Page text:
"In the dark corners of America's forests grow culinary treasures. Chefs pay top dollar to showcase these elusive and beguiling ingredients on their menus. Whether dressing up a filet mignon with smoky morels or shaving luxurious white truffles over pasta, the most elegant restaurants across the country now feature an abundance of wild mushrooms. The mushroom hunters, by contrast, are a rough lot. They live in the wilderness and move with the seasons. Motivated by Gold Rush desires, they haul improbable quantities of fungi from the woods for cash. Langdon Cook embeds himself in this shadowy subculture, reporting from both rural fringes and big-city eateries with the flair of a novelist, uncovering along the way what might be the last gasp of frontier-style capitalism. Meet Doug, an ex-logger and crabber--now an itinerant mushroom picker trying to pay his bills and stay out of trouble; Jeremy, a former cook turned wild-food entrepreneur, crisscrossing the continent to build a business amid cutthroat competition; their friend Matt, an up-and-coming chef whose kitchen alchemy is turning heads; and the woman who inspires them all. Rich with the science and lore of edible fungi--from seductive chanterelles to exotic porcini--The Mushroom Hunters is equal parts gonzo travelogue and culinary history lesson, a rollicking, character-driven tour through a world that is by turns secretive, dangerous, and tragically American."--book jacket.
I was excited to receive this book as I had been asked in the past for permission to search for mushrooms and American ginseng on our land in the past. We only had three acres but on one side the ground sloped downwards. The land used to be a state forest so we had a lot of different kinds of trees of different ages. There were many treasures that you could find on a hike down to the stream before.
Because of that experience I was thrilled to see this book in my mailbox. It is a great book with loads of information for the recreational seeker of mushrooms and even for professional buyers starting out. One lesson that I had right away that it is almost impossible to eke out a living from selling mushrooms to restaurants. You might be lucky someday and find a big patch that would yield many buckets but there are too many variables to count on it. Beside the thrill of finding sought after mushrooms and morels, the best job benefit seems that you are outside most of the time.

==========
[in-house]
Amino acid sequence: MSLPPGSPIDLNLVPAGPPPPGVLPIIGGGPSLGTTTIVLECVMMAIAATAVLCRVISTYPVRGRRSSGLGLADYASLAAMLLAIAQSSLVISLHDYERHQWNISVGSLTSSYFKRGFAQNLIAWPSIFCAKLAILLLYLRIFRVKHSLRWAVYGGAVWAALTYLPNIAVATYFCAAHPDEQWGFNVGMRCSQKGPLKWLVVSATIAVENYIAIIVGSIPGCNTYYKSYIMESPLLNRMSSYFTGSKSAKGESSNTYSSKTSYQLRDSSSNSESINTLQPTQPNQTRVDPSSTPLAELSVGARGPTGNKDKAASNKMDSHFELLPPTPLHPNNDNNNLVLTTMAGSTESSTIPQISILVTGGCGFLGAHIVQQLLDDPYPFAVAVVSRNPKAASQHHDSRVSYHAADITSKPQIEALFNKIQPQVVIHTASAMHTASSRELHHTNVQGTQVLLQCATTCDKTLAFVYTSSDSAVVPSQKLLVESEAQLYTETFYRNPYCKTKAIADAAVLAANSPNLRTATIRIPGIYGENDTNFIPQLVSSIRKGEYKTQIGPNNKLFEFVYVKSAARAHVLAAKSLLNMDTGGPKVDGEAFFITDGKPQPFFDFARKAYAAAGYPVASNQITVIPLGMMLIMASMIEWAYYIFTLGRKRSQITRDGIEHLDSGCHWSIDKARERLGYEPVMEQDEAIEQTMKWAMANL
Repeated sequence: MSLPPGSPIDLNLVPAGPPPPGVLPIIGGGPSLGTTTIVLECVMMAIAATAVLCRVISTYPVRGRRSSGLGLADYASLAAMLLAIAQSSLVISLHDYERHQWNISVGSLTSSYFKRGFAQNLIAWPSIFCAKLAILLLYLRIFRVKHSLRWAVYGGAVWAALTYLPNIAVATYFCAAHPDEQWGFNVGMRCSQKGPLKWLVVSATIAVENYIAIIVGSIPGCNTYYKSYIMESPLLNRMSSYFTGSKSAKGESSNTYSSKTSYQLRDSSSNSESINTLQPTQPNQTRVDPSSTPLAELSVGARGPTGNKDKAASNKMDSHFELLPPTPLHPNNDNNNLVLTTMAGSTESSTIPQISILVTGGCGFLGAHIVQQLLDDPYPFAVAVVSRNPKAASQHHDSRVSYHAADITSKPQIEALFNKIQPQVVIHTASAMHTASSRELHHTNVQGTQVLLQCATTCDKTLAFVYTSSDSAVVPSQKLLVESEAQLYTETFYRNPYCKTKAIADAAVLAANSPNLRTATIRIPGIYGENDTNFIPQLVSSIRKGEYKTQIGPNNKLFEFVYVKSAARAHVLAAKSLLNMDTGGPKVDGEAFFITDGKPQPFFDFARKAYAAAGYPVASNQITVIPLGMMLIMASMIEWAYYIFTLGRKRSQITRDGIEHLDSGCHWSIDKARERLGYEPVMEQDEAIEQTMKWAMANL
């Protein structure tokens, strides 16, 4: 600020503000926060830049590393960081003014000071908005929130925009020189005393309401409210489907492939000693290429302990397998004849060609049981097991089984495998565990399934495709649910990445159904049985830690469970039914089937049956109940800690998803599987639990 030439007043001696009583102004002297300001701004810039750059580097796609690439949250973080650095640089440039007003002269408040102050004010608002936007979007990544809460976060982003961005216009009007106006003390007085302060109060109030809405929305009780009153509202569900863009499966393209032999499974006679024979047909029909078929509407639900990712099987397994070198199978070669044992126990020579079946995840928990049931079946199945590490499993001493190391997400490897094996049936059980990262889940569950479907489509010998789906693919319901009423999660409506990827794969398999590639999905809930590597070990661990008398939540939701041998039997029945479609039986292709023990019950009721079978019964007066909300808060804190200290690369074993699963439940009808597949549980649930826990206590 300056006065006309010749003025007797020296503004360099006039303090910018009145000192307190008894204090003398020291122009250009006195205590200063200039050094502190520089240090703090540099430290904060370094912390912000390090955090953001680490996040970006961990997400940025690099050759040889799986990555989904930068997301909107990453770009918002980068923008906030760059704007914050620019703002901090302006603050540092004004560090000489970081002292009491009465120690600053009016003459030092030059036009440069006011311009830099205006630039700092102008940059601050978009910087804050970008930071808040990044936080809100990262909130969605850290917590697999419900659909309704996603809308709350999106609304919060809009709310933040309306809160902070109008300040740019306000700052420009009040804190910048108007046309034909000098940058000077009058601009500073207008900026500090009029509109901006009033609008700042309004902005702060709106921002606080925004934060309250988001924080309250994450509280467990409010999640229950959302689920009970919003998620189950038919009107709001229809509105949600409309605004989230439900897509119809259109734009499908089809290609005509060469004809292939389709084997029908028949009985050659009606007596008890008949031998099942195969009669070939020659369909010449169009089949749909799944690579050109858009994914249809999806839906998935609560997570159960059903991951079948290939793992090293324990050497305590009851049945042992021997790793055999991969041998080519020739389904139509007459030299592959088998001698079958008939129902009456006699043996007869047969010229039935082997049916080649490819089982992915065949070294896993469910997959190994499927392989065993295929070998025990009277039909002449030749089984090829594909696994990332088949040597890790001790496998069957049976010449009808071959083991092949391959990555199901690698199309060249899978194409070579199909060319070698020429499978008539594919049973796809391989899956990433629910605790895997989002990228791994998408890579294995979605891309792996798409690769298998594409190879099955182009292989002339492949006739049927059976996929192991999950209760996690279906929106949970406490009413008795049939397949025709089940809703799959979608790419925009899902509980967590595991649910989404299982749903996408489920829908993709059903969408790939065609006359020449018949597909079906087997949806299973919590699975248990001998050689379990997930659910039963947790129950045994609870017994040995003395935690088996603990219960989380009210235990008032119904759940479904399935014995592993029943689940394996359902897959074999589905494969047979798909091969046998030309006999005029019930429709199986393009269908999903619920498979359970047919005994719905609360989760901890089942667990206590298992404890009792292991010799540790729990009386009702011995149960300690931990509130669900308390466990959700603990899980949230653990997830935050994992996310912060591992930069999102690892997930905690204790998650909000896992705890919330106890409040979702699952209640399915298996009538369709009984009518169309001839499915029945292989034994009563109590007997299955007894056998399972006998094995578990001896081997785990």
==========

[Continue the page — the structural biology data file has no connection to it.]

There was only one thing that wanted from this book and didn’t get. That was big color pictures of the mushrooms, morels and truffles. This would be necessary for a collector but it for a novice like me. I remember seeing so many different kinds of mushrooms growing down the slope that I have often wondered what kinds they were. I had always been afraid of picking poisonous ones.
Langdon Cook paints an interesting portrait of the people who get hooked on mushroom hunting. His mushroom hunters seem to be a special breed who love discovery of treasures and a deep love for nature. All is not well with them and that is one that makes these books fascinating. After you have read this book, you will be able to answer several questions like:
1.Where is the mushroom capital of the United States?
2.Why are mushroom hunters so secretive?
I recommend this book to anyone who is interested in mushrooms and mushroom hunting.
I received it as a win from First Reads but that in no way influenced my thought s or feelings in this review.
Even if you don't like mushrooms you'd find some really interesting information that translates to much of the foraged food movement. Cook spends a lot of time with the people who go into the forests, searching for mushrooms that will pay them, usually, just enough to get by. The competition is fierce, sometimes intimidating, yet these are people who have to know nature very well to survive.